Once you are happy with the shape, place it in the fridge to harden up and when ready, slice off pieces to use in any dish you please. Like seasoning a steak while resting.
Other steak recipes to check out
- Reverse seared Tomahawk Steak
- Grilled Rump Cap Steak
- Perfect Medium Rare Steak
- Mind blowing side dishes for steak
Grilled Porterhouse Steak with Whisky Compound Butter
- 1.5 lbs Black Onyx (Black Angus) MBS3+ steak
- Kosher salt
- Freshly ground coarse black pepper
- Olive oil (for griddle)
Whisky Butter ingredients:
- 9 oz unsalted butter
- 1 tbsp whisky
- 2 tbsp brown sugar
- ¼ tsp cayenne pepper
- 4 garlic cloves finely chopped
- Take the steak out of the fridge 30 minutes prior to cooking.
- Set up BBQ for direct searing, at temps of around 600°F or above.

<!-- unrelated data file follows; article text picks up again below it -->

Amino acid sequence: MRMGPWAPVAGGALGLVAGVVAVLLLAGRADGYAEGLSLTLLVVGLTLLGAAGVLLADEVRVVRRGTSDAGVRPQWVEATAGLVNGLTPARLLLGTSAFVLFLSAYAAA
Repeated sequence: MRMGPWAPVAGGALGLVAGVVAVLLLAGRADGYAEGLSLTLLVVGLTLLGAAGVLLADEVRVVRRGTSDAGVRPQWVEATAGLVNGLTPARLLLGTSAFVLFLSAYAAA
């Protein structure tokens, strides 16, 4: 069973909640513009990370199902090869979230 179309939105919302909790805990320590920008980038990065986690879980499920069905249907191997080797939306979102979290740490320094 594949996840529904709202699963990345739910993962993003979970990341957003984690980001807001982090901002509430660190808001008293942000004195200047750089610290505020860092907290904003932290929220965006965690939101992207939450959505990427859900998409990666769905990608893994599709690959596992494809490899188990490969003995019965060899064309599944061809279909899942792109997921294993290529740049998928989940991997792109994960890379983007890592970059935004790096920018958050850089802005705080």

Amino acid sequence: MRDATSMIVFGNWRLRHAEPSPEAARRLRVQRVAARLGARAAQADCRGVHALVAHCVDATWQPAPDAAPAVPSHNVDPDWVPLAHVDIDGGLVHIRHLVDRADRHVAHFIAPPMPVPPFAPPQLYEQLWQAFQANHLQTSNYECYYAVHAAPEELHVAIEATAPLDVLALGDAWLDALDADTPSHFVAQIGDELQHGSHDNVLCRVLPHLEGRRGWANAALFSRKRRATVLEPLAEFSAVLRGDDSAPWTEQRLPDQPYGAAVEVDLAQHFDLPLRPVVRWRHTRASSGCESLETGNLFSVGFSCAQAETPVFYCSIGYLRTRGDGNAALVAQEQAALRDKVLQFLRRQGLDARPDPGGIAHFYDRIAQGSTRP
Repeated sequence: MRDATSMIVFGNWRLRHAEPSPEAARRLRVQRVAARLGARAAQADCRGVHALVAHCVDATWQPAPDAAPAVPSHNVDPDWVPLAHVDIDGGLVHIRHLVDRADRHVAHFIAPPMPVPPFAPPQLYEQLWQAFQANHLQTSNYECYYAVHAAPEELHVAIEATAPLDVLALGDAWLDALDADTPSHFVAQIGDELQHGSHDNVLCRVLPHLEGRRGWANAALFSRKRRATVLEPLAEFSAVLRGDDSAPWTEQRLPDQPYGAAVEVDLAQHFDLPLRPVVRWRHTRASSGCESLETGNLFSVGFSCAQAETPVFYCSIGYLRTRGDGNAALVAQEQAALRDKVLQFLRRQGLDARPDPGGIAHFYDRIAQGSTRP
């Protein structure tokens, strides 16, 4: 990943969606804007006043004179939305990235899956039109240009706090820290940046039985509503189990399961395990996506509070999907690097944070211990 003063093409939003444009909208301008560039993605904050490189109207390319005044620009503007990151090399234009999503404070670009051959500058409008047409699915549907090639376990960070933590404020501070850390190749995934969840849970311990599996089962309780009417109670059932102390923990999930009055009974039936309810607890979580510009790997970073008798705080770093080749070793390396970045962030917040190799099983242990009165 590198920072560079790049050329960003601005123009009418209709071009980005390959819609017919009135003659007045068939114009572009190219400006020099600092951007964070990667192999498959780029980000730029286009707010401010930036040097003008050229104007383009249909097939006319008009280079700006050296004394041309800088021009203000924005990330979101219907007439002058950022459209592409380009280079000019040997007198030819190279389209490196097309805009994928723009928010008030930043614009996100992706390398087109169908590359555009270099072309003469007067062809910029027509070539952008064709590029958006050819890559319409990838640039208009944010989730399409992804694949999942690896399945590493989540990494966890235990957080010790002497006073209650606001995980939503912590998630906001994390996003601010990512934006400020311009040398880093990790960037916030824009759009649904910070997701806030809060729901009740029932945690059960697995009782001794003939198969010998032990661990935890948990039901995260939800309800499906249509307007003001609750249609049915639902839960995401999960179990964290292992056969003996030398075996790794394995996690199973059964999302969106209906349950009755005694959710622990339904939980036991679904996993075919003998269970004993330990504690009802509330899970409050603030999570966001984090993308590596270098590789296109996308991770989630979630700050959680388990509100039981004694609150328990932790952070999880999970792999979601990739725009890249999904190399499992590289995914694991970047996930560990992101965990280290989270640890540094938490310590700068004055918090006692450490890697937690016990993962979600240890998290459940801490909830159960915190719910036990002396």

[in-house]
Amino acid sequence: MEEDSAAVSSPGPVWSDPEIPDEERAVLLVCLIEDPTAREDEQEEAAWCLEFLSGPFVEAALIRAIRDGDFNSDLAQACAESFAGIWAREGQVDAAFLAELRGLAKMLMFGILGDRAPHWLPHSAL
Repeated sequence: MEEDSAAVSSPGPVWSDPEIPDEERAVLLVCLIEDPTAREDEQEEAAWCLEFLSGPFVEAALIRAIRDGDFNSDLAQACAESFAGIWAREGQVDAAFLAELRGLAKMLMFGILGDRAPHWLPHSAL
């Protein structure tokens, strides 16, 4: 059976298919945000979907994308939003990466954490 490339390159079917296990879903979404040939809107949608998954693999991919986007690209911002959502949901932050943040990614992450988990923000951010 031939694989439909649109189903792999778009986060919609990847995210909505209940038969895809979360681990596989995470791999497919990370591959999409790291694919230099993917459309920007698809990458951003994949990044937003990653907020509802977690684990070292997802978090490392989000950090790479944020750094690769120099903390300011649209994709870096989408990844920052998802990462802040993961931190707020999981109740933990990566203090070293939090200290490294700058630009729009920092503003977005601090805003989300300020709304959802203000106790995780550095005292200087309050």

- Season the steak with kosher salt and coats black pepper.
- Oil the hot griddle.
- Place the steak on the hot part of the griddle, keeping the fillet to the cooler or outer edge.
- Flip the steak every minute, checking the internal temp with an instant read thermometer.
- Once the internal temp reaches 141°F, remove the steak from the heat.
- Apply a slice of compound butter to the top of the steak while it rests for 5 minutes.
- After 5 minutes, the steaks internal temp should be a perfect 145°F medium.
For the compound butter
- Allow the butter to come up to room temperature, or warm for a few seconds in the microwave without melting.
- Mix all of the ingredients in a bowl, using the back of a fork to help combine ingredients.
- Once butter is mixed thoroughly, lay it out in a line roughly 8 inches long on some cling wrap. Then roll it up and grab both ends of the cling wrap and keep winding until you have a solid log.
- Place it in the fridge to harden up and when ready, slice off pieces to use in any dish.
- With mashed potatoes.
- With steamed vegetables.
- With hot chips.